10 New Blog Mistakes You Need To Avoid

Blogging is fun. It’s that corner of the internet where you aren’t restricted by anything. The only restriction is your imagination. While a successful blog has great monetary value, it’s only possible when certain things are done right.

Hence, I’ll list the 10 mistakes newbie bloggers make while making their first blog in this post. Most are completely basic yet crucial for a blog/site’s success.

Ready? Lets goo…


(1) Inconsistent

You might have heard since childhood that consistency is the key. I cannot even sum up how important consistency is when maintaining a blog. In fact, it’s not just about your blog. Consistency is also important if you have a YouTube channel, Instagram page, Pinterest Business account, or other social media platform.

In the end, they are replaced by something better and consistent. I know it’s hard to avoid a quick nap or YouTube search for your favorite movie trailer, but don’t delay and postpone your daily blog tasks.

Here’s what I do: Since I have multiple blogs, I divide the day and time between them. For example, If my goal is to upload one post every week on this blog, I’ll do it no matter what. Doesn’t matter if I have to pull all-nighters. It feels great when you go through all odds and complete your tasks at the end of the day.

(2) Focusing On A Single Traffic Source

When I made my first blog a few years ago, I was too excited by its success. While those were some sweet times, I was already making a huge mistake. I was heavily dependent on a single traffic source. See, nobody knows what Google is thinking. One algorithm update, and your blog traffic can crash overnight. And you have guessed it right. My first blog was hit by Google’s algorithm update and poof. All that sweet traffic was gone.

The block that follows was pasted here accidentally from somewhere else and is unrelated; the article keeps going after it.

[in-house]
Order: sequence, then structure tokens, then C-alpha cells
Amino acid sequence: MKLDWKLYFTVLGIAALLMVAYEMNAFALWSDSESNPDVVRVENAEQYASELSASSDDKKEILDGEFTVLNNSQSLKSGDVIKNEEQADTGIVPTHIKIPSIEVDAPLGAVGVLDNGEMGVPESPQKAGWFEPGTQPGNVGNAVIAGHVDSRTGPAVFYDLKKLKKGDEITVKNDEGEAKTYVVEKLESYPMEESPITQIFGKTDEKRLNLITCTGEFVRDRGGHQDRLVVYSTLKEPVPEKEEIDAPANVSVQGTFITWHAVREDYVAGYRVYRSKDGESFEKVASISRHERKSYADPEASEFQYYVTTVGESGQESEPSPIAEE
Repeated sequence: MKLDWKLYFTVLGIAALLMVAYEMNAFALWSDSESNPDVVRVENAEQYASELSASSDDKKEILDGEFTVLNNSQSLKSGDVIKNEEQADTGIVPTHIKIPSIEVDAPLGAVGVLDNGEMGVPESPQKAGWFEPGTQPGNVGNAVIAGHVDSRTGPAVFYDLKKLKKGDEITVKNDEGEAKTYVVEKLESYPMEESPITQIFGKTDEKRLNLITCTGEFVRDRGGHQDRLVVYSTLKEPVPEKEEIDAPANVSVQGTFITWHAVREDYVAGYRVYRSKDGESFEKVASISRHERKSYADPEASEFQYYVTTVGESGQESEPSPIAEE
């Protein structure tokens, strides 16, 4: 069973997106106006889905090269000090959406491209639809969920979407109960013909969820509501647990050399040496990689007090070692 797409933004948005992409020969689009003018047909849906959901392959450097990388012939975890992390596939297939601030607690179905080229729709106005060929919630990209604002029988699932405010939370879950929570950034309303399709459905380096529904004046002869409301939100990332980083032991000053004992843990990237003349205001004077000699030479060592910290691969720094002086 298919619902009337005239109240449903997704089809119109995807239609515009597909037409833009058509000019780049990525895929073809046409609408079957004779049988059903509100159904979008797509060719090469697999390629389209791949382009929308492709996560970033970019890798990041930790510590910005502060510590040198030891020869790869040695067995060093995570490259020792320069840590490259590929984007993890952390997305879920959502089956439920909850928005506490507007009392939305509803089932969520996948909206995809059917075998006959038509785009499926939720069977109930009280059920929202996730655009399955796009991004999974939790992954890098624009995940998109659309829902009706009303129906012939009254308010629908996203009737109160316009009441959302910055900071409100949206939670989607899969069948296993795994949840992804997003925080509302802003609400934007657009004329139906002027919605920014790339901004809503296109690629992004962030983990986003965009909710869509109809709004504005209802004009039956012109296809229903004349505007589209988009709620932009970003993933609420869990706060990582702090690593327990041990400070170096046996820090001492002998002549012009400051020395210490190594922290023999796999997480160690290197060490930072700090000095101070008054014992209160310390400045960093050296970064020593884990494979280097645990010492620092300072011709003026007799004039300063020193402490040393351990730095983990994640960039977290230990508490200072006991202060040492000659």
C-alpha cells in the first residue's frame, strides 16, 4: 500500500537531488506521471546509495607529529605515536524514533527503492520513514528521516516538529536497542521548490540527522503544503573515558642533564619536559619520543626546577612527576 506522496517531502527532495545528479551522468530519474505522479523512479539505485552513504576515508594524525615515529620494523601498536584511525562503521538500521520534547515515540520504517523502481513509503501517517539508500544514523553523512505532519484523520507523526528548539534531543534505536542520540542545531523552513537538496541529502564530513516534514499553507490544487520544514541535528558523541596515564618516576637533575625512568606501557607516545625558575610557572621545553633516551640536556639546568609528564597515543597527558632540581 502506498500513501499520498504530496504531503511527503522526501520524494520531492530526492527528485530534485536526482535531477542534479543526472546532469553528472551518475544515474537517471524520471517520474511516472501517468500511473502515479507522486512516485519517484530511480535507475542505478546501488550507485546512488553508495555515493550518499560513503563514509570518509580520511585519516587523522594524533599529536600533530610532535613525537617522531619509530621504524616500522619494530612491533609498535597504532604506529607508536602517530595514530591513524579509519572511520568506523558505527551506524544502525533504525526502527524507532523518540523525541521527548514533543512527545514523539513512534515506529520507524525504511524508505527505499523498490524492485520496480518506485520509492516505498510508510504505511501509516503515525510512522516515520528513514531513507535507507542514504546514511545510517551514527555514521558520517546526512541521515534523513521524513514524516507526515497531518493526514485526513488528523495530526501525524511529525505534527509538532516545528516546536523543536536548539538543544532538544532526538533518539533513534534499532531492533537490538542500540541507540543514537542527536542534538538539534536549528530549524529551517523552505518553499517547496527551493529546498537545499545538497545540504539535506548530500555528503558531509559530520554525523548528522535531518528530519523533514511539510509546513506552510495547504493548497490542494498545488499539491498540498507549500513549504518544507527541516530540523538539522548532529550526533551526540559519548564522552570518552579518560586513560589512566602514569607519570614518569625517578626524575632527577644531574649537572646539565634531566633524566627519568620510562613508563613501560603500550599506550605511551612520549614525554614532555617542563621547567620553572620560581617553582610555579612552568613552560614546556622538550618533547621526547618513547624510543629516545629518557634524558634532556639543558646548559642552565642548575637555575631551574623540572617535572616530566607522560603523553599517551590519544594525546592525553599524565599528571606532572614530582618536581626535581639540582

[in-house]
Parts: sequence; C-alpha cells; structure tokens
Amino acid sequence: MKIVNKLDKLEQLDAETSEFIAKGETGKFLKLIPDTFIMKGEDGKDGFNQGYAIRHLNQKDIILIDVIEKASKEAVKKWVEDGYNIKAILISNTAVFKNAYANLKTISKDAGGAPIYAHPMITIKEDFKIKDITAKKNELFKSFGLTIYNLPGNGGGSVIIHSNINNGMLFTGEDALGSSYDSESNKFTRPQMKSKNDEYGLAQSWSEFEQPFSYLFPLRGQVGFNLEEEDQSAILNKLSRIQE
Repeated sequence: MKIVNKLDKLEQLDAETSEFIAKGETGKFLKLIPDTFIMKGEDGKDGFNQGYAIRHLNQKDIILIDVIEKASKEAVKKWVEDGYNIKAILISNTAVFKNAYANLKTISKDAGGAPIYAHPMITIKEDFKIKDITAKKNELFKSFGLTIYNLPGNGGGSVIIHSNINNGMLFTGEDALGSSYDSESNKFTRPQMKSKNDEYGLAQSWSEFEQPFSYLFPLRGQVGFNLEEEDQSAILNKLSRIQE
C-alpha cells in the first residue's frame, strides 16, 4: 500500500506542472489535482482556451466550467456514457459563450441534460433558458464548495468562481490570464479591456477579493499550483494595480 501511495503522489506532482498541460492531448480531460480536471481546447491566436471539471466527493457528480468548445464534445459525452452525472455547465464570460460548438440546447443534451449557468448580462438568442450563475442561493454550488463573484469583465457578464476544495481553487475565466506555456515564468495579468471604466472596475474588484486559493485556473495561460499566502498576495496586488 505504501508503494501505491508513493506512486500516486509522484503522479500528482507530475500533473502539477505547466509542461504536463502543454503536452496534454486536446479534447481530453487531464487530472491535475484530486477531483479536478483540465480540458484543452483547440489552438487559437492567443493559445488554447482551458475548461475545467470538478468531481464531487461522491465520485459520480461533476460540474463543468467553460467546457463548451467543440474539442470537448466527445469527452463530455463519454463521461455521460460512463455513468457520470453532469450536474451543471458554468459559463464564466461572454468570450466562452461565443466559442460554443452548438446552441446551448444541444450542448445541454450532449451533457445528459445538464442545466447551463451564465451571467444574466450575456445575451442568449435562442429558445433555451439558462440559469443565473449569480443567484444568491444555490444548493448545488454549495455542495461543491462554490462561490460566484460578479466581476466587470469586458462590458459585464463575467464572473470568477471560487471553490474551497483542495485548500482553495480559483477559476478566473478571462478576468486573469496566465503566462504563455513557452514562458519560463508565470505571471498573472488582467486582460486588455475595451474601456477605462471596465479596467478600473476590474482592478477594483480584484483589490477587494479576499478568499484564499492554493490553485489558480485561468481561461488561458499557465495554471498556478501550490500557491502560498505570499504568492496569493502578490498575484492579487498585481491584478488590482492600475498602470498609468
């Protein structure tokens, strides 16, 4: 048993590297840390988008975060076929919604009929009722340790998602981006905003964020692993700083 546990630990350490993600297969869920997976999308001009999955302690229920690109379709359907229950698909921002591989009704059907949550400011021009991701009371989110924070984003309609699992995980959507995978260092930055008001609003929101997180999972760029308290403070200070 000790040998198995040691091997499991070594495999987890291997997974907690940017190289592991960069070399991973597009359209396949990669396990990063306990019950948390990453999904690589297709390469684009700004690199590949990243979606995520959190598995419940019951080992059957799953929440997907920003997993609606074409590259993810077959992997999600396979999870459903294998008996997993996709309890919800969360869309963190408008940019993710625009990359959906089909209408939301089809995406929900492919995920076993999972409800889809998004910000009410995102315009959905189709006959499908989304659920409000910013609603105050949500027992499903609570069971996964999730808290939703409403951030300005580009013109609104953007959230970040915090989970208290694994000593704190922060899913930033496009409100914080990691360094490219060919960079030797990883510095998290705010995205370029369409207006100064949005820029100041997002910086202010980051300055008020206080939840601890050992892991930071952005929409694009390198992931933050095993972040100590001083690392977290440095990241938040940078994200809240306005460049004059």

Fast forward to today, I don’t stay dependent on a single traffic source. It’s wildly risky! Diversification is the key. This is why many popular blogs have multiple ways to promote themselves. You’ll find them on almost any social media platform. Whenever you reach their site, it’ll prompt you to subscribe to their email service.

One suggestion to safeguard your new blog from future adversities is this one. Do not stay Dependent on a Single Traffic Source.

(3) Applying Black Hat SEO

Now, you’re new to blogging and know very little about SEO. What should you do? Should you bombard your site with hundreds of AI-generated posts every day? Or should you post only once a week? SEO is a complex topic; the worst part is that it changes too frequently.

But whatever the case, the worst thing you can do with your new blog is apply black hat SEO techniques. Google has a great guide to SEO. Backlink is another great site where you can learn everything about SEO. The dos and the don’ts.

Black hat SEO means applying techniques that bypass Google’s SERP (Search Engine Results Page) guidelines. While using black hat SEO may boost your traffic initially, in the long run, Google will penalize your website heavily. In the worst case it can also remove your site from search.

(4) Using Copyright Images

Using copyrighted images is the most common mistake newbie bloggers make. They are enthusiastic and want to make it big in the industry. They fall into this illusion and use copyrighted images in their posts. Eventually, when their blog receives no traffic or gets any copyright notice, they are forced to return to square one and restart again.

That’s where websites like Shutterstock come in. Shutterstock sells licensed images that you can use for commercial purposes. The images you buy from Shutterstock are yours and unique on the internet. And you know what? Google loves originality. If you use images from open-source platforms that most people use, Google will ignore your site and move on to those that are unique.

(5) Keyword Stuffing

Google revolutionized search. Initially, they were like any other search engine but only slightly advanced. But, they evolved themselves every year. In their research Google learned that websites used “keyword stuffing” to achieve higher rank for certain keywords. Keyword stuffing means using a keyword like “apple” repeatedly too many times in a post to rank higher when someone searches for “apple.” And since previously search engines used to rank sites based on the number of keywords, sites with low quality content used to get ranked higher.